Dorothee Mields, soprano, Janet See, baroque flute, Marc Destrube, violin, Joanna Blendulf, cello, Christopher Bagan, harpsichord, Works by Handel and Triemer, Vancouver Playhouse, February 15, 2014.



Anyone familiar with soprano Dorothee Mields’ radiant Bach oratorio collaborations with Phillipe Herreweghe and the Collegium Vocale Ghent knows of this singer’s strong interpretative sense and her beautifully luminous voice, full of tender expressiveness.  Handel’s ‘Nine German Arias’ performed at this concert are naturally smaller in scale.  They are in fact one of the few works that the composer set to German and have simple naturalistic texts that allow for both intimacy and expression.  While there are a number of possible instrumentations, here a quartet of baroque flute, violin, cello and harpsichord was chosen.  This ensemble also contributed on its own a Trio Sonata by Handel, and a Cello Sonata by the little known Johann Triemer (1700-1761).

As we saw in the opening three songs, Dorothee Mields’ vocal command is quite remarkable.  She knows how to pace an aria so that it operates in long paragraphs, yet she is so expert in shaping and varying phrases that she can add many imaginative and telling nuances from moment to moment.  Dynamics and texture can be varied considerably – especially in her middle to top register -- yet continuity is never sacrificed.  In the first song ‘Vain cares’, we saw her ability to make phrases rise and fall in a most natural way while in the third ‘In the pleasant bushes’, it was her subtle control of texture that stood out, breaking out into sunshine at just the right point.

If anything, the next four songs were even finer, having somewhat greater interpretative freedom.  In ‘Sweet quiet’, we saw wonderfully innocent expression with tender, long phrases and in ‘Sing, o soul’, the singer’s ability to build the line of the song to a fully dramatic output, quickly but fluently expanding to high notes to reinforce feeling.  ‘Ambrosial petals’ developed a more smooth and cultivated demeanour with enviable structural control while ‘The flickering shimmer’ brought a delightfully relaxed posture with easeful and playful motion.  There was certainly a radiant scent in ‘Flaming rose’ but here I thought the concentration was slightly less in evidence as we progressed.  And, for all of the delightful imitative passages for violin and voice, the final ‘My soul in hearing sees’ could have had more point and depth.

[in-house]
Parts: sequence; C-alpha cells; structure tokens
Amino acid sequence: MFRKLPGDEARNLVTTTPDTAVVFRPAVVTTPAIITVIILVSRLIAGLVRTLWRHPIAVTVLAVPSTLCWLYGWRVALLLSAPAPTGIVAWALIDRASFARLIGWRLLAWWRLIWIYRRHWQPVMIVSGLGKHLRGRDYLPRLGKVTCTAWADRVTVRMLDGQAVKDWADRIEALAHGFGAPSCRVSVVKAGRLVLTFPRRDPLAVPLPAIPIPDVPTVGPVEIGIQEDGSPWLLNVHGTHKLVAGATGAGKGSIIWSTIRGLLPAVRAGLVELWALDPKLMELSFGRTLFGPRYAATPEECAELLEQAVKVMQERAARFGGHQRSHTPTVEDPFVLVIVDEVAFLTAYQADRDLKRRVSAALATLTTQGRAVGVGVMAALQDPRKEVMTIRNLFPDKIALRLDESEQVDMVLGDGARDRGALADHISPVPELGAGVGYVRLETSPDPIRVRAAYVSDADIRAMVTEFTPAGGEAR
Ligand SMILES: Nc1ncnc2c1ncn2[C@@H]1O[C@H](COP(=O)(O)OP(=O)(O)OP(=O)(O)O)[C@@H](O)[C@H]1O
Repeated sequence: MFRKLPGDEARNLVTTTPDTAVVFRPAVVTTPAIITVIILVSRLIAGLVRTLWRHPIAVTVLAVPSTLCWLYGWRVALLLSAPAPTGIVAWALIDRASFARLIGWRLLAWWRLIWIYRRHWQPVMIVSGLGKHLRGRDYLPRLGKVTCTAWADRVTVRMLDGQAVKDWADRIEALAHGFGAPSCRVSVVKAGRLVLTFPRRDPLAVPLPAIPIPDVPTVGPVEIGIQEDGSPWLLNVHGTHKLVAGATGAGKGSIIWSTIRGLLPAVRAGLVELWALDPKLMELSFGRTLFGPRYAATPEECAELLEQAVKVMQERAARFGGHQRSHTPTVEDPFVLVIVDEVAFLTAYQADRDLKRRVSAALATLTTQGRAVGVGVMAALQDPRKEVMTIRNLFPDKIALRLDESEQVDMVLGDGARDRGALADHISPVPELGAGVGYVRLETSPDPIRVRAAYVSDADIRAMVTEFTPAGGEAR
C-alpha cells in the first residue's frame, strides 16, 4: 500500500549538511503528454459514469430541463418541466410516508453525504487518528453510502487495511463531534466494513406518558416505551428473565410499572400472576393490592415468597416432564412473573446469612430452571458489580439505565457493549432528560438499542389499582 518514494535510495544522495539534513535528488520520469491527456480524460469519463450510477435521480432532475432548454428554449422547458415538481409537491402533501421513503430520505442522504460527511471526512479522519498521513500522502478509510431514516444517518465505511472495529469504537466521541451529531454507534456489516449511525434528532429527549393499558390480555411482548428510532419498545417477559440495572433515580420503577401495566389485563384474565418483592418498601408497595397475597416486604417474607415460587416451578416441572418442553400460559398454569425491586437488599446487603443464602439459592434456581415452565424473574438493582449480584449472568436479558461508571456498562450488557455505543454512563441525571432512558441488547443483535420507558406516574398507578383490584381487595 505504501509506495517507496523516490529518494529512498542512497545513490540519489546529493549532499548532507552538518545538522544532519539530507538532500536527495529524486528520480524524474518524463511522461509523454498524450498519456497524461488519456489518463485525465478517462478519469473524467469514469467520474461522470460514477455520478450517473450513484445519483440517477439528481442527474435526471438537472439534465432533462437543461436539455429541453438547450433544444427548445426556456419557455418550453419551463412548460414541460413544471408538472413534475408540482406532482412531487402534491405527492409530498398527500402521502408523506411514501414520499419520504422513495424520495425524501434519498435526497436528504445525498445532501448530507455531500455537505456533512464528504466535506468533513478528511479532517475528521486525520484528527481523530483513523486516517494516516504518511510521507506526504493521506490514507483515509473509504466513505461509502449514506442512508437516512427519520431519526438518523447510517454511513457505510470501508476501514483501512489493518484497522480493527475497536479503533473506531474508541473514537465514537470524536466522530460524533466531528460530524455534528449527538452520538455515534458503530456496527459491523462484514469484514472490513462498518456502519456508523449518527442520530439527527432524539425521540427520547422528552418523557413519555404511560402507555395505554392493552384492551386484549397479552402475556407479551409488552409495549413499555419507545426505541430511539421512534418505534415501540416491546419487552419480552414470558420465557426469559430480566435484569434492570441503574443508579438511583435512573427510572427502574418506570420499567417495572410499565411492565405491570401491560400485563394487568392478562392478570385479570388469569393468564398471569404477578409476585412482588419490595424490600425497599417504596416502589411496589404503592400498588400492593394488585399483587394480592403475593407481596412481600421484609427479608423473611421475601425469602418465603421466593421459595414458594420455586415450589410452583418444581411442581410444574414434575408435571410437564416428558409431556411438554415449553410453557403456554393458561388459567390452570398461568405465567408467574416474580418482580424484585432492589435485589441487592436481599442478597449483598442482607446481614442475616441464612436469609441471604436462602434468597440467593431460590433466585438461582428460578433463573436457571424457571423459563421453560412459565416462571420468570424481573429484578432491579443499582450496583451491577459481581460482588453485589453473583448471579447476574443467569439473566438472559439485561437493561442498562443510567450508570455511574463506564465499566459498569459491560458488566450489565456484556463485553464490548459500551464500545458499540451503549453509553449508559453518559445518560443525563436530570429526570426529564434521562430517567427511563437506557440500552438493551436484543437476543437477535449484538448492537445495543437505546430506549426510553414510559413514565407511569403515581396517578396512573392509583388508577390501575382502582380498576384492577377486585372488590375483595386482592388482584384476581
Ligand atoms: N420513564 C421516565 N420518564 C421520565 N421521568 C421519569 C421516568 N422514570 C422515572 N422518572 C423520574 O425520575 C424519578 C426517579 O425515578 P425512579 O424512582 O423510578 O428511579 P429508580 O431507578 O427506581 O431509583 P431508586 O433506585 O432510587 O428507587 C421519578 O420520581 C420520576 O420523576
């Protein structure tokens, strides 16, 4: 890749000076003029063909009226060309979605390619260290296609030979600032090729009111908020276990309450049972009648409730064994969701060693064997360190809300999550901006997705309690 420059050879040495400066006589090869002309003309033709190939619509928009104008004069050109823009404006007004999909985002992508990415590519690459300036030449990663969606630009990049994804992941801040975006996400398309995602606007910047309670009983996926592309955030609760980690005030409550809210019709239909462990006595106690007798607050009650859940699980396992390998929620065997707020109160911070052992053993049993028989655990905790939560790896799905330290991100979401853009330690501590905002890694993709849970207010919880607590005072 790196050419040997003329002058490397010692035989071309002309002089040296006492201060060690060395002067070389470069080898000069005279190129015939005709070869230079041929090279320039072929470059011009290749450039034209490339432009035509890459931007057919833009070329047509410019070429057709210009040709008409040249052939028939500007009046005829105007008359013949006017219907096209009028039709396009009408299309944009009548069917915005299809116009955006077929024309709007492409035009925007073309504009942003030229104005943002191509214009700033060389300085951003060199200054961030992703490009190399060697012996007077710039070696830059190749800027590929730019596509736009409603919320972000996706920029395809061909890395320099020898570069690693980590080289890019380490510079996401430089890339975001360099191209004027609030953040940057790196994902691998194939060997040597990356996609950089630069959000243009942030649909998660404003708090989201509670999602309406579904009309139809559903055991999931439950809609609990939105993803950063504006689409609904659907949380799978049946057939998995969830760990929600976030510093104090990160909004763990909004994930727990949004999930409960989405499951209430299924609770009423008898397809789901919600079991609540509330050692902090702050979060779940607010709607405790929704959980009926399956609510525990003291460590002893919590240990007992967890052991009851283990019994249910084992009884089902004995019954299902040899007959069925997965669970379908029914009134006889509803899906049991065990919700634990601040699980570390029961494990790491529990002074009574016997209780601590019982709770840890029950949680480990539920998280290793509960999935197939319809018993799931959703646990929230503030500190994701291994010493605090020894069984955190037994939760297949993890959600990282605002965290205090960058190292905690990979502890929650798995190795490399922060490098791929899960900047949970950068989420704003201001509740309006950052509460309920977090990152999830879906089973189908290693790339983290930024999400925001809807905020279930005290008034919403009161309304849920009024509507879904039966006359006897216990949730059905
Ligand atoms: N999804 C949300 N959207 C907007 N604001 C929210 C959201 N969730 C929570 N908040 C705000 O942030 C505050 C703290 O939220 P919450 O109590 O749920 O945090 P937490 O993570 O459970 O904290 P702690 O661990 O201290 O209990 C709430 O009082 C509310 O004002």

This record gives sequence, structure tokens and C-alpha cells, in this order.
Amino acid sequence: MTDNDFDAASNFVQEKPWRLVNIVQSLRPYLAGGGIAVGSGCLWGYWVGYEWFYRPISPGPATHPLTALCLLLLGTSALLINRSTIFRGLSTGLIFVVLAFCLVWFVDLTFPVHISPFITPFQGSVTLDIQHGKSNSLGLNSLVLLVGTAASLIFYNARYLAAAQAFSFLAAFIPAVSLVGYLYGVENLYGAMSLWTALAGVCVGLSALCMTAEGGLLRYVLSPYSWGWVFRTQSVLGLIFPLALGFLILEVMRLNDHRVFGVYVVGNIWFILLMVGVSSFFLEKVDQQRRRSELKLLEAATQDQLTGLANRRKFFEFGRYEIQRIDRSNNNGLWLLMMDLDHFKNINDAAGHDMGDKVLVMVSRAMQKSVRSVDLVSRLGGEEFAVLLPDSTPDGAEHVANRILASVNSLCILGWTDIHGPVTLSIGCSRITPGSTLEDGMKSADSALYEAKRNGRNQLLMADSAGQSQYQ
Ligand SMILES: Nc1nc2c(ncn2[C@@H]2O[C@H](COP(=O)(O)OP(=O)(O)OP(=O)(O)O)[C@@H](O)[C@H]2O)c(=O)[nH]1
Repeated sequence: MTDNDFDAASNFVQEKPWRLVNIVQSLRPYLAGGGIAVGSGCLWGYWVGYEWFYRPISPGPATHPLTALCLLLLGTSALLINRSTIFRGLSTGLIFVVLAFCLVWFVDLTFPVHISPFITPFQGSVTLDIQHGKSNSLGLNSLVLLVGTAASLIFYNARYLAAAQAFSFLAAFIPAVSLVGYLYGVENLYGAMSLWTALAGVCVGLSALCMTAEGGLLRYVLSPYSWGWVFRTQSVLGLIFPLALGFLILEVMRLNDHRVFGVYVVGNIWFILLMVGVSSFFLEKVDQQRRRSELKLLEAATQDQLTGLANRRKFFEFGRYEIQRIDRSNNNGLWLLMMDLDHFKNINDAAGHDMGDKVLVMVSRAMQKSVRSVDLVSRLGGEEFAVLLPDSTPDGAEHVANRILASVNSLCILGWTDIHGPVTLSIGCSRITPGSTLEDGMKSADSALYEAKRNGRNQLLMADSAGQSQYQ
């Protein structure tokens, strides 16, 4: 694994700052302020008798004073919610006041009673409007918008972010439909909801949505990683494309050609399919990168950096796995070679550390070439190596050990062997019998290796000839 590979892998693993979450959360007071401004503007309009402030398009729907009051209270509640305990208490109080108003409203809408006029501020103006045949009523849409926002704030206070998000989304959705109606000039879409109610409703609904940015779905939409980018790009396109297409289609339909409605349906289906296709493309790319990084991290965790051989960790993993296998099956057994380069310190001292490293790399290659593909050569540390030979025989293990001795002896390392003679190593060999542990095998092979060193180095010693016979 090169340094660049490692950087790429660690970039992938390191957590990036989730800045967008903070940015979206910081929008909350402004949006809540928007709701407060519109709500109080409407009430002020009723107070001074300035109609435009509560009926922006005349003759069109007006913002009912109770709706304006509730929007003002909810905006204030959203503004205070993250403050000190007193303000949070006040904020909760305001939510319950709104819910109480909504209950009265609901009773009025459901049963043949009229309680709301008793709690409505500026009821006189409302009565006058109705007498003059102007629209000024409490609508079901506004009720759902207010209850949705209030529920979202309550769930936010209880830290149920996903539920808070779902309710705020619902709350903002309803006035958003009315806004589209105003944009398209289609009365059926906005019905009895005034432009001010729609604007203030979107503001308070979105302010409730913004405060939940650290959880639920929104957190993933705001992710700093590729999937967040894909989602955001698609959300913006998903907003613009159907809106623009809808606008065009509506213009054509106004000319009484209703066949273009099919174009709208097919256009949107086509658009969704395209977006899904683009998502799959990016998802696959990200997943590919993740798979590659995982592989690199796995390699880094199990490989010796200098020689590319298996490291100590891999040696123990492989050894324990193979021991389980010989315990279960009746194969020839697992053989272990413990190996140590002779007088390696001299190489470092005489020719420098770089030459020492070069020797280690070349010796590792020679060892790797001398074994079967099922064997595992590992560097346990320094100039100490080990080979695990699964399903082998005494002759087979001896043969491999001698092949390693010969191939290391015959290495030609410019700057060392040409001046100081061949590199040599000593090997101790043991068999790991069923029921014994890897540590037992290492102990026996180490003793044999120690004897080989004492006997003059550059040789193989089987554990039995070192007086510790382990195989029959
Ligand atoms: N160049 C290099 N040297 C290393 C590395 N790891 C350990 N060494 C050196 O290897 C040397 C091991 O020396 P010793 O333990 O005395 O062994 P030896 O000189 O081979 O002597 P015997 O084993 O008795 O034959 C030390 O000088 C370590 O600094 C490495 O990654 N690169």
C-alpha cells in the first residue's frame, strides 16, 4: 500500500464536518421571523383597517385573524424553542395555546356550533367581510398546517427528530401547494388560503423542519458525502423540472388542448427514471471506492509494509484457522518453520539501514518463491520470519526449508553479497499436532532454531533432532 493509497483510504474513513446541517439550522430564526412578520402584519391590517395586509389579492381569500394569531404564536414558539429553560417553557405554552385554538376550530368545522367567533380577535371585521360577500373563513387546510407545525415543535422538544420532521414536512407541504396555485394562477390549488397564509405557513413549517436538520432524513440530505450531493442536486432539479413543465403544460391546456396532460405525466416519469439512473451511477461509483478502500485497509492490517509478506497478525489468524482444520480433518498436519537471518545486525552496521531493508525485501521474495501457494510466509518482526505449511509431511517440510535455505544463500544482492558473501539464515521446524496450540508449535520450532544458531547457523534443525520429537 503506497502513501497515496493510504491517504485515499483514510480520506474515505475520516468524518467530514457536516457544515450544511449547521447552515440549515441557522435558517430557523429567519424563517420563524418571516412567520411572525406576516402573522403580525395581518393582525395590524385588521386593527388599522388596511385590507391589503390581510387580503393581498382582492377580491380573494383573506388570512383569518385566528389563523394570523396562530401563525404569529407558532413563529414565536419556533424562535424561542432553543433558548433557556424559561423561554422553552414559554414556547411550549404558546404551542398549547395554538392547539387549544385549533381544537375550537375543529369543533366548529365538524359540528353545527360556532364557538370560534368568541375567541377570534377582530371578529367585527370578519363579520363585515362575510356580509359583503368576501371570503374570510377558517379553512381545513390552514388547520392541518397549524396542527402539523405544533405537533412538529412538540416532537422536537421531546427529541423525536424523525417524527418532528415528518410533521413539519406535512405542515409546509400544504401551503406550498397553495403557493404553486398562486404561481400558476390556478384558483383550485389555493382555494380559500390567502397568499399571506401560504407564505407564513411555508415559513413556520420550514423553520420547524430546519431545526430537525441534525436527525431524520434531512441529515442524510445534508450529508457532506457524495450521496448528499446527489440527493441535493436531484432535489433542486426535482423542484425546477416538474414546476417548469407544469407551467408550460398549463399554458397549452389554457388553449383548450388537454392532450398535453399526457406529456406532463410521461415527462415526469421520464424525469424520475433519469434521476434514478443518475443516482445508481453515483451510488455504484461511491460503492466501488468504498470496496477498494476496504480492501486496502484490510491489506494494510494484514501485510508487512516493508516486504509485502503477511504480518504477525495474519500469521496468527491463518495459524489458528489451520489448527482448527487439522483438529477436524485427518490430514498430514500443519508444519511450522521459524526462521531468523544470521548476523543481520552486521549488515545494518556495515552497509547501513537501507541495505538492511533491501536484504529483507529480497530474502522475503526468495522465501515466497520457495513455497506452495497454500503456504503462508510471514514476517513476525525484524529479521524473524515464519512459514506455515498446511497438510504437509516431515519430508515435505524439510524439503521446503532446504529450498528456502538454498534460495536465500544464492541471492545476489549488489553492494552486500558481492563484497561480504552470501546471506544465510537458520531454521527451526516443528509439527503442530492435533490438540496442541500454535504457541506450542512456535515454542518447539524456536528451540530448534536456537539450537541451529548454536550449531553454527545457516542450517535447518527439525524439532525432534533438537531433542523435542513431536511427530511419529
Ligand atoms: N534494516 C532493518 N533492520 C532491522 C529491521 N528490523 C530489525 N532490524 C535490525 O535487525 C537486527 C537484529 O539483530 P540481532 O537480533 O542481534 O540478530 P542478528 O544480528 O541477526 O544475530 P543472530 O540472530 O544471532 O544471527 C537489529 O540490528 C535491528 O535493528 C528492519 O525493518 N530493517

Combined with alert and conscientious ensemble playing, this was a most rewarding experience overall. There clearly are few better in the 17th and 18th C. repertoire than Dorothee Mields.  As far as period performances of the Handel ‘Arias’ go, this one occupied sort of a middle position.  There was not as much flexibility or ornamentation in the ensemble’s contribution as in some interpretations, and the ensemble consciously avoided any excesses of charm or dramatic flourish.  In the obbligato parts, Janet See’s sensitive flute playing always stood out but I think there could have been more variation in phrase lengths in Marc Destrube’s violin.  Here an occasional slight broadening or bending of phrase would have given us a richer feel.

The two instrumental works interspersed with the songs were satisfying.  Triemer’s quite obscure Cello Sonata is a work I would hear again.  For my taste, Joanna Blendulf’s interpretation was possibly smoother than it might be; I felt the need to ‘dig in’ with additional sforzando emphasis at points. I also note that the first movement was simply much faster than its ‘Largo’ marking.  The Handel Trio Sonata was given very creditable treatment, Janet See’s flute adding sensitive touches, with the ‘question and answer’ of the final Allegro realized particularly well.


© Geoffrey Newman 2014. 


Dorothee Mields sings Bach